If there’s any doubt that educators are heroes, especially in high-poverty neighborhoods, Sharon Otterman’s piece in the New York Times will put that to rest.
The article covers an experimental program in a poor Brooklyn neighborhood where 60 students are taught in an open classroom by four teachers — one “master teacher” and the others beginners. As the writer describes it, “the school stresses student independence over teacher-led lessons, scientific inquiry over rote memorization and freedom and self-expression over strict structure and discipline.”
As you can imagine, there have been bumps in the road.
In the first two months of school, a student pulled a chunk of an adult’s hair out, and an ambulance crew was called twice to calm a child. Eight weeks into the year, the only student work visible on the blue-painted walls was a poster with finger-painted hand prints and the words “Hands Are Not for Hitting.”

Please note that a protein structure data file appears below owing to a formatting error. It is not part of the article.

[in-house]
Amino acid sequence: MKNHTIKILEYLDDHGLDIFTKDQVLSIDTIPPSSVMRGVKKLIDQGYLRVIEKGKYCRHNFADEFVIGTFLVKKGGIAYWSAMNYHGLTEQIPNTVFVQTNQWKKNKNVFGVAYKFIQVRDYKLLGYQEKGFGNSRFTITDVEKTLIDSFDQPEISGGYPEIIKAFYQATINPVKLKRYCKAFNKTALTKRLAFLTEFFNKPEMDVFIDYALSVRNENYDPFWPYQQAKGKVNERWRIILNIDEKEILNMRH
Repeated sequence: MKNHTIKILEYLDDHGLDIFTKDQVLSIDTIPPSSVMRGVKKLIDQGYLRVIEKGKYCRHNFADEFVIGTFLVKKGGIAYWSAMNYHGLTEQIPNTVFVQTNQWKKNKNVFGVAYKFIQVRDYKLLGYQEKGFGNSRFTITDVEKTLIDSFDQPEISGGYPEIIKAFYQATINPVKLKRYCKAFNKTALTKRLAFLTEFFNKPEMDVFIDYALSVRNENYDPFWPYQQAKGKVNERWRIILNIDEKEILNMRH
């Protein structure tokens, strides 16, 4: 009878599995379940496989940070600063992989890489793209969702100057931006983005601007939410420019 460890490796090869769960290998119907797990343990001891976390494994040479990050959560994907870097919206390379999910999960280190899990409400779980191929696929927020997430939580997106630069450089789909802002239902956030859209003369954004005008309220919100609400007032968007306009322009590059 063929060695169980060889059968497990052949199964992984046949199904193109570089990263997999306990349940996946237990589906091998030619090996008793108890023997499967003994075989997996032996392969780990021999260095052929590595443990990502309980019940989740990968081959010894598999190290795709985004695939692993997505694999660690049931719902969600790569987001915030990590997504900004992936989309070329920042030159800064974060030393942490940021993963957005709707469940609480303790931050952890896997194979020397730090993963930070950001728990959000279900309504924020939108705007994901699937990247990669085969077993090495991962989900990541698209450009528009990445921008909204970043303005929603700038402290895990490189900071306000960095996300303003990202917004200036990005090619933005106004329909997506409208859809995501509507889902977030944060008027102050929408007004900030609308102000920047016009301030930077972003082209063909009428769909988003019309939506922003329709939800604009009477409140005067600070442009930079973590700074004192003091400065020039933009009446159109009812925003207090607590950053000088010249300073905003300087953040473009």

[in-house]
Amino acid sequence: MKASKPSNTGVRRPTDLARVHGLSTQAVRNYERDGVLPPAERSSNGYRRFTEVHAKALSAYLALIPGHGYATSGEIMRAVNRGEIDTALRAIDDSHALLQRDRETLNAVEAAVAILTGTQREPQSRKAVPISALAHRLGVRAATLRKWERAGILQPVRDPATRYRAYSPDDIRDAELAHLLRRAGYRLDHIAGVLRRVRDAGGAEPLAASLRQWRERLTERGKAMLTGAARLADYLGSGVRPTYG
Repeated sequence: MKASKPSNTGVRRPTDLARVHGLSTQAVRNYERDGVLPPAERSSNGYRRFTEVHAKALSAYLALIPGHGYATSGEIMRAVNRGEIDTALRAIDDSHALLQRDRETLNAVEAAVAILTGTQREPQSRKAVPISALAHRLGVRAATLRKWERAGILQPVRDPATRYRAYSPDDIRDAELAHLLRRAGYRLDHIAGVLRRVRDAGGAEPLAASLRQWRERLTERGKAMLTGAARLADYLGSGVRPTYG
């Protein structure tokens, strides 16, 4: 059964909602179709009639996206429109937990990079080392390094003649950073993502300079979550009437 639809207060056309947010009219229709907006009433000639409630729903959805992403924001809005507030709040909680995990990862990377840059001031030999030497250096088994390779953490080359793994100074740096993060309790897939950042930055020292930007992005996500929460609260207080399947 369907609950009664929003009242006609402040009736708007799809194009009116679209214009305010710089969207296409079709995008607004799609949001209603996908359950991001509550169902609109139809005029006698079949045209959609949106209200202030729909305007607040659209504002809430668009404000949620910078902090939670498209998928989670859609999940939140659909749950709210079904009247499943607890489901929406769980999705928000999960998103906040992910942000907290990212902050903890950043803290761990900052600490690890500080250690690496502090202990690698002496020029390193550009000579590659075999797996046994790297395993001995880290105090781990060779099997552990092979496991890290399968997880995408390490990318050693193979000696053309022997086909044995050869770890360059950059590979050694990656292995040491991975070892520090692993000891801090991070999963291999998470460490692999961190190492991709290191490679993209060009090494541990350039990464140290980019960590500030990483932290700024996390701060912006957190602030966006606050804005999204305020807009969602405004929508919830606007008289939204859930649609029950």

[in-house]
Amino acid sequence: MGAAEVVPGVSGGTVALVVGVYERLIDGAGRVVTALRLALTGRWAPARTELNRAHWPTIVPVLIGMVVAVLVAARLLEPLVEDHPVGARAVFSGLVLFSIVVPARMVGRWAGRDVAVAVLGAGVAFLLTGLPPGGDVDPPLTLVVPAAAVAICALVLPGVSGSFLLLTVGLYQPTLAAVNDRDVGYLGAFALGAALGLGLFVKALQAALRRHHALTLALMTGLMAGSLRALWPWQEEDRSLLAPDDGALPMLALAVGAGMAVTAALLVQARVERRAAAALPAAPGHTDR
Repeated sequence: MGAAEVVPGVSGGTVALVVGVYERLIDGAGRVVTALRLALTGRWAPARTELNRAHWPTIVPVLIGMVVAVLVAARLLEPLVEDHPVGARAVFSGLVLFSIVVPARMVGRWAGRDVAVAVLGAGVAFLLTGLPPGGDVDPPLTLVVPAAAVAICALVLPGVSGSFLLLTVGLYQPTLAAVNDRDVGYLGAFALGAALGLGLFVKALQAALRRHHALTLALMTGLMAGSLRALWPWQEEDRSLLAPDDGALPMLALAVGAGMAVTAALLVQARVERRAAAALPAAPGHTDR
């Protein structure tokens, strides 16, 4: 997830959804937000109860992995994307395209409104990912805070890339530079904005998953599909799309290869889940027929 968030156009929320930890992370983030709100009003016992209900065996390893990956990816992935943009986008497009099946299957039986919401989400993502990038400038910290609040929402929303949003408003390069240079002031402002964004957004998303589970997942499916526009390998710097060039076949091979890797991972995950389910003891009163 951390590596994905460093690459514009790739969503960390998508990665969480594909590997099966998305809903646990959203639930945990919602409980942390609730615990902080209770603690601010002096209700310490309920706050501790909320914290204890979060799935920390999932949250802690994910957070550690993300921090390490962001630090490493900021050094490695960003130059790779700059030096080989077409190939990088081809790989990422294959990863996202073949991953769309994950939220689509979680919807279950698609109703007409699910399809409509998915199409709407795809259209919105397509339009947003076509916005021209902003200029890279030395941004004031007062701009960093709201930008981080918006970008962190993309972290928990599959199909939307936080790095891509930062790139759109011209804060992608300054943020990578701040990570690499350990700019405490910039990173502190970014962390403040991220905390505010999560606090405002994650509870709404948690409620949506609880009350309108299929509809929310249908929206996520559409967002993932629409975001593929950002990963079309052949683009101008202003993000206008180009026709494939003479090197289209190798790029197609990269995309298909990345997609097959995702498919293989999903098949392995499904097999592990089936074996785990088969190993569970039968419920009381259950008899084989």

“Many of the children have already had a year in what I would call a state of nature, when Rousseau spoke about people who live under no civilization,” Mr. Waronker said, referring to the children’s experience in a regular public school kindergarten. Fifteen children still could not recognize letters, and only one-third were at grade level. “This is messy work — this is the front lines.”
It goes to show that growing pains and missteps are inevitable anytime a new program like this is launched. The founder has already decided to hire more experienced teacher next year. But unless someone takes the charge to blaze the trail, how are we to know what could work better than the current system, which by all accounts, is not working?